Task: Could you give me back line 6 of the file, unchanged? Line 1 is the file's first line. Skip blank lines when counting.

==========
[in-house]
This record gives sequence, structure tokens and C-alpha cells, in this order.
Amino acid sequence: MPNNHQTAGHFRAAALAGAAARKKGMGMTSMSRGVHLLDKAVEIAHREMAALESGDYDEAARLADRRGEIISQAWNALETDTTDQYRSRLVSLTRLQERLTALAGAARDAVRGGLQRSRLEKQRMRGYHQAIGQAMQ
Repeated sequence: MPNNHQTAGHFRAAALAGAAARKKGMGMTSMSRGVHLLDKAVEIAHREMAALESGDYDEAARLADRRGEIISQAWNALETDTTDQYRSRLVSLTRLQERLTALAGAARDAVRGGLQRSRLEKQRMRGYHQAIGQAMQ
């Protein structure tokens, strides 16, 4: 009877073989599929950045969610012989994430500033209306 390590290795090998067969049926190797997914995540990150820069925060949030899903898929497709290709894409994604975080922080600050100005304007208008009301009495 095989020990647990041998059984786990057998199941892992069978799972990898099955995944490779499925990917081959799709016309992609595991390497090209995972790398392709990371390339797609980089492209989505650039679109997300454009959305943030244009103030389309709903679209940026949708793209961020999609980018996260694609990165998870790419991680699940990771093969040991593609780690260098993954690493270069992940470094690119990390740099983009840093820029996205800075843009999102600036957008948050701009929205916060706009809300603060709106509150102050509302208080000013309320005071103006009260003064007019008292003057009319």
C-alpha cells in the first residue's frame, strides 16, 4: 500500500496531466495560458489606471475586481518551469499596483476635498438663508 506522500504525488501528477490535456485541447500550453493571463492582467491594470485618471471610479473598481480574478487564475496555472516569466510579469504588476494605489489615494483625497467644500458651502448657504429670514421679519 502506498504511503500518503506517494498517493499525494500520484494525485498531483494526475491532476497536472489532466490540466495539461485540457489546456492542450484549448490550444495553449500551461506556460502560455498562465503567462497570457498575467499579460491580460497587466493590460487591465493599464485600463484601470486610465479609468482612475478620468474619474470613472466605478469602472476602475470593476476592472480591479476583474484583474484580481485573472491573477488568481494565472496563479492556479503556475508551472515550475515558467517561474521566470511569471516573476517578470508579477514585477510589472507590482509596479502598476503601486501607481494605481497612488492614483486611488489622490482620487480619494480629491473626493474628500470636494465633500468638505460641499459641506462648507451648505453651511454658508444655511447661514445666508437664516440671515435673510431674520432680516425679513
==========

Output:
C-alpha cells in the first residue's frame, strides 16, 4: 500500500496531466495560458489606471475586481518551469499596483476635498438663508 506522500504525488501528477490535456485541447500550453493571463492582467491594470485618471471610479473598481480574478487564475496555472516569466510579469504588476494605489489615494483625497467644500458651502448657504429670514421679519 502506498504511503500518503506517494498517493499525494500520484494525485498531483494526475491532476497536472489532466490540466495539461485540457489546456492542450484549448490550444495553449500551461506556460502560455498562465503567462497570457498575467499579460491580460497587466493590460487591465493599464485600463484601470486610465479609468482612475478620468474619474470613472466605478469602472476602475470593476476592472480591479476583474484583474484580481485573472491573477488568481494565472496563479492556479503556475508551472515550475515558467517561474521566470511569471516573476517578470508579477514585477510589472507590482509596479502598476503601486501607481494605481497612488492614483486611488489622490482620487480619494480629491473626493474628500470636494465633500468638505460641499459641506462648507451648505453651511454658508444655511447661514445666508437664516440671515435673510431674520432680516425679513